Marxism in Culture Seminar 
Friday, 29 April 2016
17:3019:30
Wolfson Room NB01
Institute of Historical Research
Senate House, University of London
http://www.history.ac.uk/events/seminars/132

Free and open to all

Cathy Bergin (University of Brighton)

‘Internationalism and black agency in the African American radical Press (1918-1924)’

For at least two generations of black activists in the United States, the concept of internationalism was one which not only enabled a very particular type of anti-colonial politics, it was a concept which placed  ‘race’  at the centre of a visionary anti-capitalism.  This paper looks at the impact of two key moments of anti-imperialist resistance in the early 20th Century on emerging black radicalism in the United States.  Both the Bolshevik Revolution and the Irish anti-colonial struggle are ubiquitously drawn upon in the black radical press of the period.  This is not an uncomplicated story of breezy inter-racial solidarity or indeed transnational solidarity.  The battles against racism both outside and inside the Left are integral to the formation of this anti-racist, anti-colonial, class conscious politics.  The tensions between African American born and Caribbean migrant activists inform the contours of the expressive polemics of the radical press.   The strains that emerge in the context of the race apathy, if not racist hostility, of the organised Left and the driving race consciousness of black activists are instrumental in shaping the form of the models of black internationalism which materialise in the  black radical press.  Indeed the palpable fervour of these writings evidence a politics forged as much in the intricacies of local conflicts as in the powerfully imagined global solidarities.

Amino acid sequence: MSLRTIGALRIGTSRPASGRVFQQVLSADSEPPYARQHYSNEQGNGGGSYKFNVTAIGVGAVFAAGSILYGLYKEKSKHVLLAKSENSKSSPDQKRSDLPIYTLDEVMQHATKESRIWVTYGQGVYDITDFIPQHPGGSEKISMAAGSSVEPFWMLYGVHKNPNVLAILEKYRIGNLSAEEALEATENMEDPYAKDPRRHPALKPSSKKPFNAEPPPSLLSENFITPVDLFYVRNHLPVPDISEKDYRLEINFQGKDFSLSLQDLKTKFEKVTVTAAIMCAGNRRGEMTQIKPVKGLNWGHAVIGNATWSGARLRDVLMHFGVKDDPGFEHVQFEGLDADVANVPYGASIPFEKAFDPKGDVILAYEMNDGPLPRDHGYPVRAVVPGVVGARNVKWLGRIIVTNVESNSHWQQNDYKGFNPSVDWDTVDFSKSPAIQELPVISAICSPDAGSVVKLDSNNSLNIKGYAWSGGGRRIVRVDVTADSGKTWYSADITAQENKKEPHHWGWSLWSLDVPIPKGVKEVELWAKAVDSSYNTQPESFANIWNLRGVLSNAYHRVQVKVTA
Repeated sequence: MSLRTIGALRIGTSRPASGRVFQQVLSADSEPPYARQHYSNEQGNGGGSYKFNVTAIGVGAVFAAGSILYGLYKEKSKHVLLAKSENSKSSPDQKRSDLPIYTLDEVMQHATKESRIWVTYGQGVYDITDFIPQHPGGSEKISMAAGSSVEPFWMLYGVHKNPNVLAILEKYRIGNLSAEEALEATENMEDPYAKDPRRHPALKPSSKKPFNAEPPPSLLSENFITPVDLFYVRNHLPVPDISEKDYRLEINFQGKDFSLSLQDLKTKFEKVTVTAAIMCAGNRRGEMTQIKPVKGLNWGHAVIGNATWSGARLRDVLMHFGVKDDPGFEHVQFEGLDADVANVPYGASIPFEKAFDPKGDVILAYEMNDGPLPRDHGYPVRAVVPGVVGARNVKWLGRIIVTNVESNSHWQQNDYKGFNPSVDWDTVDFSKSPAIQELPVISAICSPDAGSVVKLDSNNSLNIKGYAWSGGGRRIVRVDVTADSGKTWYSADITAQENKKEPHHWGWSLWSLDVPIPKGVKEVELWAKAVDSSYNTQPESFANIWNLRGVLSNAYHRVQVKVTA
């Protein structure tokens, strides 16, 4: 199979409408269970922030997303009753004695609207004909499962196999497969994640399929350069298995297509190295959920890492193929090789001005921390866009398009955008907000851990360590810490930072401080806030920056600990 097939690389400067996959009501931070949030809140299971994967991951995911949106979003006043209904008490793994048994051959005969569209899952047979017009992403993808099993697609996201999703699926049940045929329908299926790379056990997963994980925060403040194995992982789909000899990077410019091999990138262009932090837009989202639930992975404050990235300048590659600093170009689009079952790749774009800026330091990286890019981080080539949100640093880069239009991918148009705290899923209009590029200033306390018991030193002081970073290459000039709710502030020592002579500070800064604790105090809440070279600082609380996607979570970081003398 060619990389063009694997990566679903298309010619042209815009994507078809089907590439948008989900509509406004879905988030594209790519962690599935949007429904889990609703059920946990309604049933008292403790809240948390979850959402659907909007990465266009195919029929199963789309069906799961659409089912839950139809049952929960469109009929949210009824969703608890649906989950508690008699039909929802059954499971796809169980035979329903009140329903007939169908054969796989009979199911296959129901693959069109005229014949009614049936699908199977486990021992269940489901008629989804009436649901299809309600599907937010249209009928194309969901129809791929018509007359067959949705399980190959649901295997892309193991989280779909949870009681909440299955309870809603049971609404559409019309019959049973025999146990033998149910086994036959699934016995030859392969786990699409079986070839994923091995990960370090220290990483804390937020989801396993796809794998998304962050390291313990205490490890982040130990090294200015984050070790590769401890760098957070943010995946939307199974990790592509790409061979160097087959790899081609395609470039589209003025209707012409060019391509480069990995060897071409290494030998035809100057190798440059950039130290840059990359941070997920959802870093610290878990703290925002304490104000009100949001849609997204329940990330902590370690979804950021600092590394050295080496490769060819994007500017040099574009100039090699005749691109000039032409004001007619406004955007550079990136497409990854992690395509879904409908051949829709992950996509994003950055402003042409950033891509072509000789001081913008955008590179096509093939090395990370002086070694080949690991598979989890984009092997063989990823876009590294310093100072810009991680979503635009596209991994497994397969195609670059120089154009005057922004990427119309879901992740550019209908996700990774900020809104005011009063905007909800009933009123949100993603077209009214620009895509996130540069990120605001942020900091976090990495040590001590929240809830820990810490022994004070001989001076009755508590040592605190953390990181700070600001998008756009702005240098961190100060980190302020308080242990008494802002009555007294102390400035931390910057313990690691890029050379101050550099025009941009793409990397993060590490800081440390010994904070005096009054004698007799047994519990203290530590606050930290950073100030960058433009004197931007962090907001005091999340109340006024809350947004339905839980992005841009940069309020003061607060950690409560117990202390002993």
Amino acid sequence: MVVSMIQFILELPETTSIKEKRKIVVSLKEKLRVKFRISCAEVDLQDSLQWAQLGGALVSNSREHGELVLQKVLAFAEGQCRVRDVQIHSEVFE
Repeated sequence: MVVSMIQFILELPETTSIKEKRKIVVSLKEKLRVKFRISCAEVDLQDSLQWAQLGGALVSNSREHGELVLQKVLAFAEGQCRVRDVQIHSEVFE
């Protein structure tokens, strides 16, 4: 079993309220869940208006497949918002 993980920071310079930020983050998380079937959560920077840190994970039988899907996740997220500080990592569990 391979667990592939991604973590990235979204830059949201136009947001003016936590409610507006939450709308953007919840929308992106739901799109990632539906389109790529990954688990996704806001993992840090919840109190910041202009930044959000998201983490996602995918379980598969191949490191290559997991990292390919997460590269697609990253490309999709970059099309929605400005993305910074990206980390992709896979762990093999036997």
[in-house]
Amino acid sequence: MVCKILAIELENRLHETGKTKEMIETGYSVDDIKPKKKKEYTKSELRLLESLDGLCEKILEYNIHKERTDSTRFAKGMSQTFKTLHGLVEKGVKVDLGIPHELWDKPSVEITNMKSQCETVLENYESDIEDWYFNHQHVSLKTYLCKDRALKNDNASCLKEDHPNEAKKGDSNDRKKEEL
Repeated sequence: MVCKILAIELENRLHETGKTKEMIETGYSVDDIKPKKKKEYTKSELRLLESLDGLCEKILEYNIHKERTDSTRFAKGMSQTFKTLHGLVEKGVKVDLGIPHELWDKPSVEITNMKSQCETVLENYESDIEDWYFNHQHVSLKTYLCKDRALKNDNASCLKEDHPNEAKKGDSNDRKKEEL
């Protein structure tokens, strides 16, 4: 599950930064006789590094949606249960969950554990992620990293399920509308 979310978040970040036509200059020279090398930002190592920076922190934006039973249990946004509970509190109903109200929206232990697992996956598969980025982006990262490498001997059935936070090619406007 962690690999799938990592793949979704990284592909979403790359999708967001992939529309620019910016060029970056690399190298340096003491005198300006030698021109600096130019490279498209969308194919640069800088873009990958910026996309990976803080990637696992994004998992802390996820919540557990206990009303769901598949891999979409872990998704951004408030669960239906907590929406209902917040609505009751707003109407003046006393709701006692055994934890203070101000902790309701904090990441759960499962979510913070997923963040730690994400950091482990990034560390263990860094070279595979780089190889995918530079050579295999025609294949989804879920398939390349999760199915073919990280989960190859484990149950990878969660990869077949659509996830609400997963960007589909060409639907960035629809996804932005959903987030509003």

Cathy Bergin lectures in the Humanities Programme at the University of Brighton. She has published on the relationship between African Americans and Communism in the US between the wars, Bitter with the Past, But Sweet with the Dream: Communism in the African American Imaginary (Brill, 2015).  In collaboration with Anita Rupprecht, she has edited a special issue of Race and Class on the theme of Reparative History published in January 2016.  Her current research focuses on African American anti-colonial thought and traces the complex formations of internationalism which proliferate in the black radical press in the 1920s and 1930s.  Her forthcoming book African American Anti-Colonial Thought: 1917-1937 (EUP, July 2016) re-publishes key texts produced by African American anti-colonial activists.